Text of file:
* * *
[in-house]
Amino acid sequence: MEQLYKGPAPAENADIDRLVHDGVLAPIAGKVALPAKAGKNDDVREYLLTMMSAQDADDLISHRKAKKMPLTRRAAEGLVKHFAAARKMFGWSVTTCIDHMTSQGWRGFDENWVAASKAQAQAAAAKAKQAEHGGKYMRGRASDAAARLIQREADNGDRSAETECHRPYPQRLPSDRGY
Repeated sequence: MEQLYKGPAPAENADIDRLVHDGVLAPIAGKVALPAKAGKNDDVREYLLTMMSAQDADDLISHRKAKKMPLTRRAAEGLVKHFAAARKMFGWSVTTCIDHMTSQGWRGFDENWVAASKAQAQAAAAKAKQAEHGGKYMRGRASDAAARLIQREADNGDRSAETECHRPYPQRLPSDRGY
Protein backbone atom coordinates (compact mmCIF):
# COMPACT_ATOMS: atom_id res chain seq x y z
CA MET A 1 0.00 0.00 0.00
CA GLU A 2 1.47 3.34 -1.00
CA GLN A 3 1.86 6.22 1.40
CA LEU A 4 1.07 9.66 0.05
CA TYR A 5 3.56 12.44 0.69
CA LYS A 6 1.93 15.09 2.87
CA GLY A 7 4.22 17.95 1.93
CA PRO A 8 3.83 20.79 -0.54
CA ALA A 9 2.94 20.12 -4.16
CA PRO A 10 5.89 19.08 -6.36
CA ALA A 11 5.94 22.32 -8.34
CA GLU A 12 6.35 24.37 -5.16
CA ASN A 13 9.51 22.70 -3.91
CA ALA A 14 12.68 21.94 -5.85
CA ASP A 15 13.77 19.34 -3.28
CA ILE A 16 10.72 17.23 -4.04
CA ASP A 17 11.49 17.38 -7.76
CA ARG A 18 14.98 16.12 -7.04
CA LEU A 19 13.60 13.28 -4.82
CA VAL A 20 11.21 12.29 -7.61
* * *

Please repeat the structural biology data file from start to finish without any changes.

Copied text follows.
[in-house]
Amino acid sequence: MEQLYKGPAPAENADIDRLVHDGVLAPIAGKVALPAKAGKNDDVREYLLTMMSAQDADDLISHRKAKKMPLTRRAAEGLVKHFAAARKMFGWSVTTCIDHMTSQGWRGFDENWVAASKAQAQAAAAKAKQAEHGGKYMRGRASDAAARLIQREADNGDRSAETECHRPYPQRLPSDRGY
Repeated sequence: MEQLYKGPAPAENADIDRLVHDGVLAPIAGKVALPAKAGKNDDVREYLLTMMSAQDADDLISHRKAKKMPLTRRAAEGLVKHFAAARKMFGWSVTTCIDHMTSQGWRGFDENWVAASKAQAQAAAAKAKQAEHGGKYMRGRASDAAARLIQREADNGDRSAETECHRPYPQRLPSDRGY
Protein backbone atom coordinates (compact mmCIF):
# COMPACT_ATOMS: atom_id res chain seq x y z
CA MET A 1 0.00 0.00 0.00
CA GLU A 2 1.47 3.34 -1.00
CA GLN A 3 1.86 6.22 1.40
CA LEU A 4 1.07 9.66 0.05
CA TYR A 5 3.56 12.44 0.69
CA LYS A 6 1.93 15.09 2.87
CA GLY A 7 4.22 17.95 1.93
CA PRO A 8 3.83 20.79 -0.54
CA ALA A 9 2.94 20.12 -4.16
CA PRO A 10 5.89 19.08 -6.36
CA ALA A 11 5.94 22.32 -8.34
CA GLU A 12 6.35 24.37 -5.16
CA ASN A 13 9.51 22.70 -3.91
CA ALA A 14 12.68 21.94 -5.85
CA ASP A 15 13.77 19.34 -3.28
CA ILE A 16 10.72 17.23 -4.04
CA ASP A 17 11.49 17.38 -7.76
CA ARG A 18 14.98 16.12 -7.04
CA LEU A 19 13.60 13.28 -4.82
CA VAL A 20 11.21 12.29 -7.61